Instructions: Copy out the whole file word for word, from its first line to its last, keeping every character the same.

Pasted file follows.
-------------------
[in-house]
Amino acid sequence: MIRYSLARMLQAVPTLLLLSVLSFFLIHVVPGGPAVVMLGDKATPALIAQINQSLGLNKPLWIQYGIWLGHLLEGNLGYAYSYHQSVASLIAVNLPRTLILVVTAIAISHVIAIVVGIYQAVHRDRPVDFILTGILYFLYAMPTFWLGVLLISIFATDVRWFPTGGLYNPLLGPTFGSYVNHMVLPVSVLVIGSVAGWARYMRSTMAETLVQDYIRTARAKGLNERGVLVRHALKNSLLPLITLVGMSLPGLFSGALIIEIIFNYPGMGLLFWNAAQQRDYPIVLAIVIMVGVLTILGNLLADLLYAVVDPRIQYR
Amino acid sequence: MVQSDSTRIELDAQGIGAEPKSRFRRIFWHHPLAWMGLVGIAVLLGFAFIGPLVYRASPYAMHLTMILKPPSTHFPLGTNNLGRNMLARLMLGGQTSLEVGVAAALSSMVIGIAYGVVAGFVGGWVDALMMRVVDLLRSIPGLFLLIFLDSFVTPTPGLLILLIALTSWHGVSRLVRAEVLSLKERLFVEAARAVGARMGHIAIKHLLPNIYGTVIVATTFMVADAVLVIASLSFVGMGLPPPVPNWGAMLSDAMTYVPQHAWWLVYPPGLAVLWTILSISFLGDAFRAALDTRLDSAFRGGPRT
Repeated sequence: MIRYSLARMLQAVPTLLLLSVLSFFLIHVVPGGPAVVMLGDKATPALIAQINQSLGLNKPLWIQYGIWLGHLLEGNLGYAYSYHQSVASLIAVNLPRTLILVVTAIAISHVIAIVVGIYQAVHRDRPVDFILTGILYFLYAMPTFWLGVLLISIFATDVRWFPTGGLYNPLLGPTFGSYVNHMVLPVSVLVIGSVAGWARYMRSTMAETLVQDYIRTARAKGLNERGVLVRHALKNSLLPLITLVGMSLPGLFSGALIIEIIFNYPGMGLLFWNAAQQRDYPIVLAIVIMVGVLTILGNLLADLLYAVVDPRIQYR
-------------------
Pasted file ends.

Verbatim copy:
[in-house]
Amino acid sequence: MIRYSLARMLQAVPTLLLLSVLSFFLIHVVPGGPAVVMLGDKATPALIAQINQSLGLNKPLWIQYGIWLGHLLEGNLGYAYSYHQSVASLIAVNLPRTLILVVTAIAISHVIAIVVGIYQAVHRDRPVDFILTGILYFLYAMPTFWLGVLLISIFATDVRWFPTGGLYNPLLGPTFGSYVNHMVLPVSVLVIGSVAGWARYMRSTMAETLVQDYIRTARAKGLNERGVLVRHALKNSLLPLITLVGMSLPGLFSGALIIEIIFNYPGMGLLFWNAAQQRDYPIVLAIVIMVGVLTILGNLLADLLYAVVDPRIQYR
Amino acid sequence: MVQSDSTRIELDAQGIGAEPKSRFRRIFWHHPLAWMGLVGIAVLLGFAFIGPLVYRASPYAMHLTMILKPPSTHFPLGTNNLGRNMLARLMLGGQTSLEVGVAAALSSMVIGIAYGVVAGFVGGWVDALMMRVVDLLRSIPGLFLLIFLDSFVTPTPGLLILLIALTSWHGVSRLVRAEVLSLKERLFVEAARAVGARMGHIAIKHLLPNIYGTVIVATTFMVADAVLVIASLSFVGMGLPPPVPNWGAMLSDAMTYVPQHAWWLVYPPGLAVLWTILSISFLGDAFRAALDTRLDSAFRGGPRT
Repeated sequence: MIRYSLARMLQAVPTLLLLSVLSFFLIHVVPGGPAVVMLGDKATPALIAQINQSLGLNKPLWIQYGIWLGHLLEGNLGYAYSYHQSVASLIAVNLPRTLILVVTAIAISHVIAIVVGIYQAVHRDRPVDFILTGILYFLYAMPTFWLGVLLISIFATDVRWFPTGGLYNPLLGPTFGSYVNHMVLPVSVLVIGSVAGWARYMRSTMAETLVQDYIRTARAKGLNERGVLVRHALKNSLLPLITLVGMSLPGLFSGALIIEIIFNYPGMGLLFWNAAQQRDYPIVLAIVIMVGVLTILGNLLADLLYAVVDPRIQYR